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HP Drops Microsoft Word in Favor of WordPerfect

timothy posted more than 11 years ago | from the when-word-isn't-perfect dept.

Corel 726

nexex points to this Financial Times article, which says that HP has dropped Microsoft Word from the software lineup in the personal computers it sells to customers. From the article: "The move follows a decision last week by Dell Computer, the number two PC maker, to replace Microsoft software. Both companies said they would offer WordPerfect productivity software from Corel of Canada instead of Microsoft's Works, a scaled-down version of its top-selling Office software." Nexex writes:"I think it should be noted, MS Works does include the full version of Word."

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726 comments

OK, that pretty much confirms... (-1, Flamebait)

Anonymous Coward | more than 11 years ago | (#4153498)

... that Fiorina is a flake-o-rama.

"Microsoft sucks. And to prove it, I will now blow off my own feet and most of both legs with this Armalite."

ASDF MOTHAFUCKAS (-1)

This_Is_ASDF (587337) | more than 11 years ago | (#4153499)

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LAME........ASDF MOTHAFUCKAS (-1, Offtopic)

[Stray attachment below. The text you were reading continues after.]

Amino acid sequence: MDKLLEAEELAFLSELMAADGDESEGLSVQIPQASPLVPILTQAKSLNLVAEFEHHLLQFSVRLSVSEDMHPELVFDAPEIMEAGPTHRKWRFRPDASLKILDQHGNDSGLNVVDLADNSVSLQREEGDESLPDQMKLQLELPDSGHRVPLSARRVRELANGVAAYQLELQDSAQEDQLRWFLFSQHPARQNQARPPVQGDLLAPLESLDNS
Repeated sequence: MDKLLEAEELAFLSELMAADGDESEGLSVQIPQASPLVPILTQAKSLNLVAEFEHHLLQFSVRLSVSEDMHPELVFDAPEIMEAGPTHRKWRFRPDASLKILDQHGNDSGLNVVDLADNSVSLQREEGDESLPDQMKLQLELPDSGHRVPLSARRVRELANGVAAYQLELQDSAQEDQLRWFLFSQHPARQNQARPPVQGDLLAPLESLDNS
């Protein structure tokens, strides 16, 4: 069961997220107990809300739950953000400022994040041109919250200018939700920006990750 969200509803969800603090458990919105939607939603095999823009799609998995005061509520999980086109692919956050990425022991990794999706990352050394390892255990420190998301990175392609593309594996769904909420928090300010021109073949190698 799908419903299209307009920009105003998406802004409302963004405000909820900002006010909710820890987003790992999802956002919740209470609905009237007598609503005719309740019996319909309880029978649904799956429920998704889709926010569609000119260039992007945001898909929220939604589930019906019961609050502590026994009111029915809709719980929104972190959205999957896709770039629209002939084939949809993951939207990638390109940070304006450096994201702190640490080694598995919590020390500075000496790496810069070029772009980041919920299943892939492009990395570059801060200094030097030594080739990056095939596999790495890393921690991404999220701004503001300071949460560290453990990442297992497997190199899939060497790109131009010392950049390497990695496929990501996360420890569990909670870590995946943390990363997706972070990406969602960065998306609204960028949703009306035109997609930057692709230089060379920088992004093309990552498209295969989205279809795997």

Anonymous Coward | more than 11 years ago | (#4153512)

I clicked onthe rest of the comment expecting besides a,s,d,f.

My cunt ached when I read it

wow, MS is brilliant (3, Insightful)

edrugtrader (442064) | more than 11 years ago | (#4153501)

buy are overpriced non-OS software product... or buy the scaled down version and get the full version free.

HP, why not just go OpenOffice? Word Perfect has just as many bugs, and you'd save yourself (ultimately your consumers) a lot more money.

Re:wow, MS is brilliant (1)

Dave2 Wickham (600202) | more than 11 years ago | (#4153528)

HP, why not just go OpenOffice?
One simple reason I can think of; support. Maybe they would put StarOffice in, but I doubt it would come with OOo (OpenOffice.org) because they simply do not want to handle support on it.

WordPerfect is great (4, Interesting)

DragonMagic (170846) | more than 11 years ago | (#4153670)

As someone who's used OpenOffice, Microsoft Office, Microsoft Works, ClarisWorks and WordPerfect, I can say from a writer and printer standpoint, WordPerfect is the best choice.

The ability to have nearly full DTP style justification and control, as well as being a great word processor, grammar-checker and thesaurus, WordPerfect for the price is just the best choice for most people who would use Microsoft Word anyways.

Re:wow, MS is brilliant (3, Insightful)

ocelotbob (173602) | more than 11 years ago | (#4153675)

Because there are still some pretty useful features in WP that aren't in Star/OpenOffice, like a good grammar checker (which has saved many writings of mine =3), plus the fact that WordPerfect is still pretty much the standard in some circles, like the legal/medical profession.

It's also worth noting that some vendors, such as Sony, went to WordPerfect as their word processor a few years back. Of course, their PC marketshare isn't as big as HP or Dell's, but it's still fairly significant. Could this be the start of a trend towards WordPerfect regaining at least some of its dominance?

Re:wow, MS is brilliant (1)

jasonditz (597385) | more than 11 years ago | (#4153706)

We must not forget "Export to PDF". Besides which, WP hogs a lot less systems resources than OO

Real cost (-1, Flamebait)